Sir Jeremy Morse: Banker who steered Lloyds from the brink of disaster and was the inspiration for Colin Dexter's fictional detective

Colin Dexter named Inspector Morse after him because "Jeremy was the cleverest man I had ever met and I intended Morse also to be fiendishly clever"

Martin Childs
Wednesday 10 February 2016 22:51
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Morse, right, at a Lloyds meeting in 1992
Morse, right, at a Lloyds meeting in 1992

Sir Jeremy Morse was a revered banker and policy-maker who steered Lloyds Bank from the brink of disaster to the top of the clearing banks' profit league. But his progress to two prestigious positions, the governorship of the Bank of England in 1983 and head of the International Monetary Fund in 1989, for both of which he was eminently well qualified, were thwarted due to a lack of backing from the Prime Minister, Margaret Thatcher, whose policies he had openly criticised.

Although she clearly held a grudge, Morse characteristically bore no ill-feeling. "If you're a woman in a man's world, you are going to be guided by your own feelings about who you trust or not," he said. "She never looked very kindly on me. Probably I would have been a bit too independent for her."

One of the most erudite bankers of his generation, the tall, imposing conservatively dressed Morse possessed a rapier-like mind that enabled him to become a chess expert and was supremely clever at solving cryptic crosswords and brain teaser puzzles. It was this latter expertise, completing the Observer's Ximenes crossword, which led to him meeting Colin Dexter, creator of Inspector Morse.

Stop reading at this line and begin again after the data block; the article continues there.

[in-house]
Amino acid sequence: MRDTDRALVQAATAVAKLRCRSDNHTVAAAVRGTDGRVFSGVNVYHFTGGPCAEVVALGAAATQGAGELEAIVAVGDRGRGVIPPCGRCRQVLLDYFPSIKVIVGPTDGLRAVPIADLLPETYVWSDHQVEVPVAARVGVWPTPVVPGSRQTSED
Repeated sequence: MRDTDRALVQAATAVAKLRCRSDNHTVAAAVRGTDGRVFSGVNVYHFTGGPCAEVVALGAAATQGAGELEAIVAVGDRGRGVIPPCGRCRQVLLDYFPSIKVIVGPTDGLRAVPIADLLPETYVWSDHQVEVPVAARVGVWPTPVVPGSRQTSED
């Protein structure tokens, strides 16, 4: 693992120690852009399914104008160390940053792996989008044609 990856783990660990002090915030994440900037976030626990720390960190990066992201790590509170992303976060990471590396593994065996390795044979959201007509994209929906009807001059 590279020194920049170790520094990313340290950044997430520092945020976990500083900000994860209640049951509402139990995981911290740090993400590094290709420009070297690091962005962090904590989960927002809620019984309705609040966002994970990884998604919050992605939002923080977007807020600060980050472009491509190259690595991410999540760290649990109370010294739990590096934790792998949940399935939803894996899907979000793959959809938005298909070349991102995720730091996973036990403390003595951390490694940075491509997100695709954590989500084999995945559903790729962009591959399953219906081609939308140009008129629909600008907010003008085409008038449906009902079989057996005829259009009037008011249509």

"As I scanned the list of winners I noticed there were a couple of names that used to appear regularly, CJ Morse and Mrs B Lewis," Dexter recalled. One day in the early 1960s Morse appeared over the top of Dexter's hedge and said, "Your name has been appearing in the list of Ximenes winners almost as regularly as mine, so I thought we'd better get acquainted."

From there the friendship blossomed. Dexter later explained that Inspector Morse was named after him because "Jeremy was the cleverest man I had ever met and I intended Morse also to be fiendishly clever." Unlike his fictional alter-ego, Morse said, "I am distressingly unmelancholy"; he enjoyed a glass of wine while listening to Bach rather than Wagner.

Born in London in 1928, he was the son of a solicitor whose family had owned the biggest brewery in East Anglia, Steward and Patteson. Morse was to have gone into the business until it was absorbed by Watneys in 1968.

Educated at Winchester College, he was head boy and a gifted classicist, helping the classics master on occasions, but he maintained that he was just "good at exams, rather than academic". After National Service with the King's Royal Rifle Corps he went to New College, Oxford, as a scholar, where he won five of the seven major classical prizes and obtained a double first in Greats; he later became a fellow of All Souls in 1953 and an honorary fellow of New College.

Upon graduating, Morse joined Glyn, Mills & Co as a management trainee. It was a small bank (now part of RBS) with a reputation for grooming City high-flyers. Morse became a director in 1964 before being recruited by the Governor of the Bank of England, Lord Cromer, as an executive director, the second youngest in the Bank's history. As international director, Morse played a crucial role in negotiations leading up to the 1968 devaluation of sterling and the ensuing fall-out among the 56 sterling-area countries.